but then a student, taller than I am, pointed out they were on a high shelf in one of the cabinets. Which I could not see because I am short-ish and because I was standing right close to the cabinets.

One upside? I found a much higher-grade balance that was in there that I don't remember requesting or ordering and now I wonder if maybe a former colleague passed it on to me, or if the person I share the lab with ordered it and just never used it but whatever. It doesn't have batteries (another thing we have to buy out of our own pockets now but at least they're cheap) but once I get some that means we have another balance...

But yeah. Thieves suck, and stealing from a public entity like a university is NOT a victimless crime, because either tax dollars have to go to cover that theft (and therefore, not other things), or the faculty member who needs the stolen item has to beg to borrow from someone who has one, or they break down and buy it out of their own pocket....and these days, most of the profs at small regionals AREN'T getting rich off their salaries.

*And another hippie thing: a memoir of carob (New Yorker, may shame you for not having a subscription, though I guess on campus I can access it for free).

I....didn't hate carob. No, it's not an adequate substitute for chocolate, it doesn't taste remotely like it (and now we've learned that chocolate, at least some forms of it*, are not that bad for you after all)

(*the bittersweet chocolate chips I put in my morning oatmeal have fewer grams of sugar than about any other flavorant I could add, and I enjoy them, so, I use them)

But yeah. I remember that. Part of it was the sugar thing - chocolate had a lot of sugar (but I thought you had to add sugar to carob, too, to make it palatable). And chocolate allegedly made kids hyper because it had caffeine (well, really: theobromine, which is similar). And carob seemed, I guess, more "natural." And I knew one or two kids growing up who were allergic to chocolate. (And I knew more who gave chocolate up for Lent. Hm. I wonder if subbing carob is following the letter but not the spirit of the thing)

We had some carob stuff when I was a kid but chocolate wasn't banned. (For many years, the go-to birthday cake was Wellesley Fudge Cake with cream-cheese icing, which is delicious and worth looking up a recipe for if you like baking. I think my mom got her recipe out of an old Swan's Down Flour book).

Perhaps that's why I never came to hate it - I think a lot of the backlash is from people who had carob fobbed off on them with "It's just as good as chocolate" or "it's just like chocolate."

I tend to feel that way about any "Eat this, not that" substitution. I don't eat pasta very often at all, but if I want pasta, I want PASTA, not zucchini* spiralized to be pasta. Or, tvp. I don't want tvp if I want ground meat. (Also, there's some evidence that eating very large volumes of soy, at least for certain women, might not be the best idea ever)

(*also there is some evidence that I am mildly allergic to at least raw zucchini and other squashes. Cooked pumpkin gives me no problems but I got wicked hives around my mouth from raw cucumber recently)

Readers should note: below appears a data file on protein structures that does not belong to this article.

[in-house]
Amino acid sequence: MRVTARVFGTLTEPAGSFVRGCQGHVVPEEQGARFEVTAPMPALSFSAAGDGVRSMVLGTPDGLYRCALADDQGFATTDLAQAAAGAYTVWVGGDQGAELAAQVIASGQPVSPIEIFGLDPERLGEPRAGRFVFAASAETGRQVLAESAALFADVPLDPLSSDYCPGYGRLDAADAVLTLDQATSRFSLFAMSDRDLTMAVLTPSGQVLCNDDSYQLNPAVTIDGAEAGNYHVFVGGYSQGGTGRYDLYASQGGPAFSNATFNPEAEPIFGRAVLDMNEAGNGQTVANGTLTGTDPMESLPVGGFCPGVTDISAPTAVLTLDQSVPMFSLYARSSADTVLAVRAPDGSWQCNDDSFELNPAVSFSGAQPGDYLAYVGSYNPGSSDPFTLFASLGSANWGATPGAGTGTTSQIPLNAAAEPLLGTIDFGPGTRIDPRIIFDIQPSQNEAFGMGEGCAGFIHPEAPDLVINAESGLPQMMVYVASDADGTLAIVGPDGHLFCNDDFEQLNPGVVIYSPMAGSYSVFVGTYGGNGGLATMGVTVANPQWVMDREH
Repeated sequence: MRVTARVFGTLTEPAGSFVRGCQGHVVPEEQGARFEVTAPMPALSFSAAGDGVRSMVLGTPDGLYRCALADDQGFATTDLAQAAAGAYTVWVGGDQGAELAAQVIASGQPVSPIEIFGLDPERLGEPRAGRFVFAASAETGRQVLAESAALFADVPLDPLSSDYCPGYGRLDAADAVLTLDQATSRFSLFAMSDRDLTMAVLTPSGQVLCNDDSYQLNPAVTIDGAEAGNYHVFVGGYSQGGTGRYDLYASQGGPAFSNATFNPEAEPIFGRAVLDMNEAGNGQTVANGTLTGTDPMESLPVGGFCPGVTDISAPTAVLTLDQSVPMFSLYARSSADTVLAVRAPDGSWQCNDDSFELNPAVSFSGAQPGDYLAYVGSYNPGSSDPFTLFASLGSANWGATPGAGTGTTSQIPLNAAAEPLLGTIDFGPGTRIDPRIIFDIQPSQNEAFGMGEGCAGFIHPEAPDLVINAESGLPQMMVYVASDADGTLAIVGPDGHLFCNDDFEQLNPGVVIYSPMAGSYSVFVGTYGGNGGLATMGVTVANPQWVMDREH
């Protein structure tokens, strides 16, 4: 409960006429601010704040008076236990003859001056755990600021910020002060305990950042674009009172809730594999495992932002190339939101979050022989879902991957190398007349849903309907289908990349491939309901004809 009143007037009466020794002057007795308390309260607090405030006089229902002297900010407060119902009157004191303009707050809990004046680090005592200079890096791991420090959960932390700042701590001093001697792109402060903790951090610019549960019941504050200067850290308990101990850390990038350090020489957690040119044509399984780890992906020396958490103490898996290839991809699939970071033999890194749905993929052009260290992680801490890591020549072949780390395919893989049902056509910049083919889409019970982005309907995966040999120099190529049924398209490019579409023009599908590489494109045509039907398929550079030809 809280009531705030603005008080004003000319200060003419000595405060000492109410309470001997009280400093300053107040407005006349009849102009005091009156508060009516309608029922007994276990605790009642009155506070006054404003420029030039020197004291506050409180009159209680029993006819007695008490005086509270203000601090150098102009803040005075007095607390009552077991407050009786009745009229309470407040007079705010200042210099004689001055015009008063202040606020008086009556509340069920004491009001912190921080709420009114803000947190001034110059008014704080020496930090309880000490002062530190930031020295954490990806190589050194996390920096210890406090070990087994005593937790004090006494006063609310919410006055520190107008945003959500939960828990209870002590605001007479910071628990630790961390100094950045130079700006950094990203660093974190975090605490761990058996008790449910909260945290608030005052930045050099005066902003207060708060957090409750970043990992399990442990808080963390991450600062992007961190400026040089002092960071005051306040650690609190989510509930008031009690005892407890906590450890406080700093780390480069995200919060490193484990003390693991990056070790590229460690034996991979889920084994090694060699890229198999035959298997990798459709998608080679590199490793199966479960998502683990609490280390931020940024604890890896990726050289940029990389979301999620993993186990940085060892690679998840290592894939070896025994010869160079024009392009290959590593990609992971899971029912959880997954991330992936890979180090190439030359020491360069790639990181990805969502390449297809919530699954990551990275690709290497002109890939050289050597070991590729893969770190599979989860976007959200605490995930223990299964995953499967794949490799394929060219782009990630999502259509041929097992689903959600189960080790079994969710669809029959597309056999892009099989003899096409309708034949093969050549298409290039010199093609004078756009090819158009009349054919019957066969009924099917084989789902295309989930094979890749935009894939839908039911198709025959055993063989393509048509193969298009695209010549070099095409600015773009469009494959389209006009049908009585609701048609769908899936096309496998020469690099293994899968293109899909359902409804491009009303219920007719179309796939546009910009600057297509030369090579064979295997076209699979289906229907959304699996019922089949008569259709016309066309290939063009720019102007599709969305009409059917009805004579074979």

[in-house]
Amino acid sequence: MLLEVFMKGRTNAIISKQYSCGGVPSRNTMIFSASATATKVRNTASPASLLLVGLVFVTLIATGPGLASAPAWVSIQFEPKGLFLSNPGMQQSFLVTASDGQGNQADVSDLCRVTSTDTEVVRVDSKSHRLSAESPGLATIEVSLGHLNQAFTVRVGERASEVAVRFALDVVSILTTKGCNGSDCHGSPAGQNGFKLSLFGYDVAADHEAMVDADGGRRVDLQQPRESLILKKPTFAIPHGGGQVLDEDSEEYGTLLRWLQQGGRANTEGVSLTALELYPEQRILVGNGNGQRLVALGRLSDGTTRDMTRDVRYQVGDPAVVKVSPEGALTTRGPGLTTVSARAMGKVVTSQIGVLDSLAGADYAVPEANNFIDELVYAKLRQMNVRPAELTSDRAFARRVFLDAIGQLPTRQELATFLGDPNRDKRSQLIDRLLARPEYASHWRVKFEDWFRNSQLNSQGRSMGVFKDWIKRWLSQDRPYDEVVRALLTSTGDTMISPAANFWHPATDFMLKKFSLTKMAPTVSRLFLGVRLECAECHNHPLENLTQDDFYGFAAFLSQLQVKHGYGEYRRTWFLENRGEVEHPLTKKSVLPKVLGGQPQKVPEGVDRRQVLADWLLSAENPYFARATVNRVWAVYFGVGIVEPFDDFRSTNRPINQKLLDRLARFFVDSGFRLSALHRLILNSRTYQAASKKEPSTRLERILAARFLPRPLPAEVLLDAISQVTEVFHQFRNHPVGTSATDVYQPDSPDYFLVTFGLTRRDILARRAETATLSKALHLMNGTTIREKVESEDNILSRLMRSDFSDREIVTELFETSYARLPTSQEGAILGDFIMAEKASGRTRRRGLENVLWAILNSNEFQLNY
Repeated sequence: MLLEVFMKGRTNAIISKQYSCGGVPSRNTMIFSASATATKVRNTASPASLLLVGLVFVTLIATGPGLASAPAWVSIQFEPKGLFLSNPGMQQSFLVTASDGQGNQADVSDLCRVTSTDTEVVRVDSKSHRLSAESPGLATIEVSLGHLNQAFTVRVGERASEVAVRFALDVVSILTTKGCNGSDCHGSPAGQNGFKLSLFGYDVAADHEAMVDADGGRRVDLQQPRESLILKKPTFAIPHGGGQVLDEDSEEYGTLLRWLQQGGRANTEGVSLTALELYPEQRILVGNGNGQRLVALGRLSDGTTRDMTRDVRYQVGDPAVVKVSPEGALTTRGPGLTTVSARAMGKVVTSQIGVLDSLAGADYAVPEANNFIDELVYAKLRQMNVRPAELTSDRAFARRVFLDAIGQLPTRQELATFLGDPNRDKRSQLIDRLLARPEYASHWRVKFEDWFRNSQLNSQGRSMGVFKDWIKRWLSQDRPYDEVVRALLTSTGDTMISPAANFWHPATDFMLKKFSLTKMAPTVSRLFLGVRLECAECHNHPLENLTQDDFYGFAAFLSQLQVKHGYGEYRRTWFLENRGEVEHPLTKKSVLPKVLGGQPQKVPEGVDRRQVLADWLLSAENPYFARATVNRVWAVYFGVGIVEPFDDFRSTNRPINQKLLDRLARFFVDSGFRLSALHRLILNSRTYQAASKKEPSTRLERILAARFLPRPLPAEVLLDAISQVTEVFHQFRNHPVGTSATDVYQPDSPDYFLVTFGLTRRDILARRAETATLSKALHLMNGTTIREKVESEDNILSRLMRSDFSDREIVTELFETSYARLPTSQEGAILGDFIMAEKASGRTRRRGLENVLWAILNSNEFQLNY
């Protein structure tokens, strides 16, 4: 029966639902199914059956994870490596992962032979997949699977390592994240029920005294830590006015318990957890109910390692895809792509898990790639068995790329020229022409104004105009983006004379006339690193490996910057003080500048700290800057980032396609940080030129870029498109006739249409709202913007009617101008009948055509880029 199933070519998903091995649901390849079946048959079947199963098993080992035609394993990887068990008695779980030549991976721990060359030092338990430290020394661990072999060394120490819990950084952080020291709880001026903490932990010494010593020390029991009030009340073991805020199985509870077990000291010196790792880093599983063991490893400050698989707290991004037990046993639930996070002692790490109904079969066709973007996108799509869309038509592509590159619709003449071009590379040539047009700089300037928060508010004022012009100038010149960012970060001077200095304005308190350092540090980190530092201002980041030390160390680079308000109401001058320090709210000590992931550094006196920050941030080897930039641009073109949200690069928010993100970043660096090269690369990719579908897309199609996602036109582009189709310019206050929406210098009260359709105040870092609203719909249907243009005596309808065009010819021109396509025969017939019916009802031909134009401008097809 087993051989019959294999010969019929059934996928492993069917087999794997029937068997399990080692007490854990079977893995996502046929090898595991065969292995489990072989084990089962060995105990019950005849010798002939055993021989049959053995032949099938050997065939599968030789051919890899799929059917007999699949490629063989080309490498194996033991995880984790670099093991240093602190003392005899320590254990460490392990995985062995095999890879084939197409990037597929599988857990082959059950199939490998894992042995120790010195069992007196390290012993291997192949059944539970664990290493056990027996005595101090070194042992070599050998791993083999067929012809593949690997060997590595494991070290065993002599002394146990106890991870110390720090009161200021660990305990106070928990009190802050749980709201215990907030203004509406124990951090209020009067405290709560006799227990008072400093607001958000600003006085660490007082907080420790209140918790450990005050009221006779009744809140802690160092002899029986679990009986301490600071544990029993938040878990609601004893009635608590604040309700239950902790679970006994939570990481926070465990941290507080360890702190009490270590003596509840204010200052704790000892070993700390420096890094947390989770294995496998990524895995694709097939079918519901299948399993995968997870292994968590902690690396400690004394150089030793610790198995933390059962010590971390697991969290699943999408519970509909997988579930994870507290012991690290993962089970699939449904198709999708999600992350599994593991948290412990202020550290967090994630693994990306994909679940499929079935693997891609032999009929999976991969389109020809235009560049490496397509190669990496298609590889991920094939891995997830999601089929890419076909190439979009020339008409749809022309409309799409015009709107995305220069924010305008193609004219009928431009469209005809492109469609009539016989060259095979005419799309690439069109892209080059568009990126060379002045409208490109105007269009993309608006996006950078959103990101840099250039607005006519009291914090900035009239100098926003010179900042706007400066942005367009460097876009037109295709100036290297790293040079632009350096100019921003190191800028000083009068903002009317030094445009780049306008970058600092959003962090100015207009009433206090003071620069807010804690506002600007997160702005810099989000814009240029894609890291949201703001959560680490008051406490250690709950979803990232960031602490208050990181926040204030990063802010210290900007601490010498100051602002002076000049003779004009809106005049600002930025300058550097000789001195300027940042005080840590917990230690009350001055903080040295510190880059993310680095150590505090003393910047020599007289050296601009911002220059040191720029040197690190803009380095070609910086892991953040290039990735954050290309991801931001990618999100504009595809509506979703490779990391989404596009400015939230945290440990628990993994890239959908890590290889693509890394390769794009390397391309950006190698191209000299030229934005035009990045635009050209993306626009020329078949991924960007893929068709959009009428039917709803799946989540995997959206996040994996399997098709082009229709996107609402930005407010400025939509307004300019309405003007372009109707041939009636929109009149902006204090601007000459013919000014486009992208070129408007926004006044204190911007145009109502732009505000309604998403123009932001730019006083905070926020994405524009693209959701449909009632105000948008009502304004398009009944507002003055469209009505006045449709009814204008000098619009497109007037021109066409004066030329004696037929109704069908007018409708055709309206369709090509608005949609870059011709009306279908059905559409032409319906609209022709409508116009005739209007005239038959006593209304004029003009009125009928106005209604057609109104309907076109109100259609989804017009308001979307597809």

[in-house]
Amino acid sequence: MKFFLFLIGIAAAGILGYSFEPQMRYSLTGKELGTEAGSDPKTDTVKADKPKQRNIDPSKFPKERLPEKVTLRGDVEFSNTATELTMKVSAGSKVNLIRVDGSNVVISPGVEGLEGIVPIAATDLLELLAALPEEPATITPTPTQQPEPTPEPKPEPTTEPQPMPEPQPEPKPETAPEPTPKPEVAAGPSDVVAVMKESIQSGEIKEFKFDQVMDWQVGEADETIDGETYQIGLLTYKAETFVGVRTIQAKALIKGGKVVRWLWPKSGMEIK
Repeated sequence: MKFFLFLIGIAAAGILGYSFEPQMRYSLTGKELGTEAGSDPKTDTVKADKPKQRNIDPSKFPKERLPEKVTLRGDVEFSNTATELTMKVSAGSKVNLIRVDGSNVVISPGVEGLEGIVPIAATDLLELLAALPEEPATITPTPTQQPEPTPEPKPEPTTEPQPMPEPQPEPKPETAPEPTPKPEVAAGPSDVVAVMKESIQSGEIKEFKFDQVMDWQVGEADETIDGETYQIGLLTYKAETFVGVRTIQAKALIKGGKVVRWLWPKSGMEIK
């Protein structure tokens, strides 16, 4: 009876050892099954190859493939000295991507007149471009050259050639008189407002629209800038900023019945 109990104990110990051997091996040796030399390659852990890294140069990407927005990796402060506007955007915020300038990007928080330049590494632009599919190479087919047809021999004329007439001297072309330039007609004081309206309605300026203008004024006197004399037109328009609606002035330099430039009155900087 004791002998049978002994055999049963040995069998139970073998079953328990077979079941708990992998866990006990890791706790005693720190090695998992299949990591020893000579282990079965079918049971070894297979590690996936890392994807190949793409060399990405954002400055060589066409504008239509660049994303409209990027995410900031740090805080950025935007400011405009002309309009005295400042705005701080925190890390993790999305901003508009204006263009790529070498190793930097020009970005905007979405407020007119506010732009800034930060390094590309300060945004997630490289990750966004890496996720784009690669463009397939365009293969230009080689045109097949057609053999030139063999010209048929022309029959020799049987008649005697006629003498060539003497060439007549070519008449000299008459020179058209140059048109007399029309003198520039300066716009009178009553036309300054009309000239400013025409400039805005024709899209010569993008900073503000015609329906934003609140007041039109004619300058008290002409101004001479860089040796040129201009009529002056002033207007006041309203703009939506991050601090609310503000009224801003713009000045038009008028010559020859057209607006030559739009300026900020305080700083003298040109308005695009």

We did have some "healthy" foods when I was a kid. Lots of whole-grain bread, but then again, much whole-grain bread - especially home-baked - is excellent and is actually more enjoyable than its "white" counterpart. (Anadama bread is not QUITE whole grain - it's regular flour plus cornmeal and molasses, but my mom used to make it a lot, because we all loved it, and it made excellent ham sandwiches)

And yeah, for a while, my parents dabbled in tvp. I....never liked tvp. It seemed kind of weird and mushy. (And now, if I eat very much soy, I get a stomachache. My mom also tested positive for "mild soy allergy" when she did food-allergy testing).

I like beans, though. I tend to feel with vegetarian/vegan food, I'd rather have it be wholesomely itself than be tarted up with additives to seem like meat. (Well, one exception, I guess: the black-bean "burgers" that I like so well. Then again, they don't pretend to be meat; the whole point of them is that black beans, plus onion, plus chili powder, are delicious). So many of the commercial "veggieburgers," though, are loaded with salt and sometimes with additives, whereas for these I can make them with the low-sodium canned beans and just add a few spices....

(I didn't like dry beans as a kid but as an adult my tastes - or rather, my texture sense, I think it was the texture of beans I disliked - have changed)

We also had lots of fruits and vegetables. And fast food not very often (less than once a month) but that was partly because there weren't many outlets that sold it in the town where I grew up. We did get pizza once a month or so, either from Pizza Bazaar (and I had to think hard on how to spell that because we always called it Bizarre Pizza) or Noble Roman's or sometimes we even trucked out to the Parasson's for a sit-down dinner. (That was also when we got  the rare servings of soda - my parents would order a pitcher of 7-up or orange drink for us all to share)

I'm trying to think of other "crunchy granola" things we had....we had fruit leather, heck, we sometimes tried (not very successfully) to make it home. (Good fruit leather is pretty good, really. You just have to like things that are a little more sour, I think that's why some people dislike it. I like things that are not overly sweet so I like it). We didn't have brown rice, thank goodness - I don't like it as an adult and, um, it, um, causes the gut-transit-time I have to speed up to an unacceptably fast level (same with wild rice, which isn't really rice).

Most of the food we had was stuff my mom cooked from scratch at home, I guess in some ways that was countercultural ENOUGH. (And I do a lot of cooking from scratch. Not as much as she did because I have to also go out and earn a living, but I try to cook from scratch because I like the food I can make better than most of what restaurants or the frozen-food companies can, and also, I do still watch my sodium intake despite my blood pressure being back down in the normal range now)

1 comment:

purlewe said...

I make a lot of the things I like to eat b'c I like to cook. And I like the way mine tastes. Altho I will order sometimes and it is nice, but I do rather enjoying cooking and I kinda like making something to eat that isn't that expensive. Altho today is one of the reasons why it is hard to cook for yourself. I am eating chili, again, for the 3rd lunch in a row, and I have another serving tomorrow. SIGH.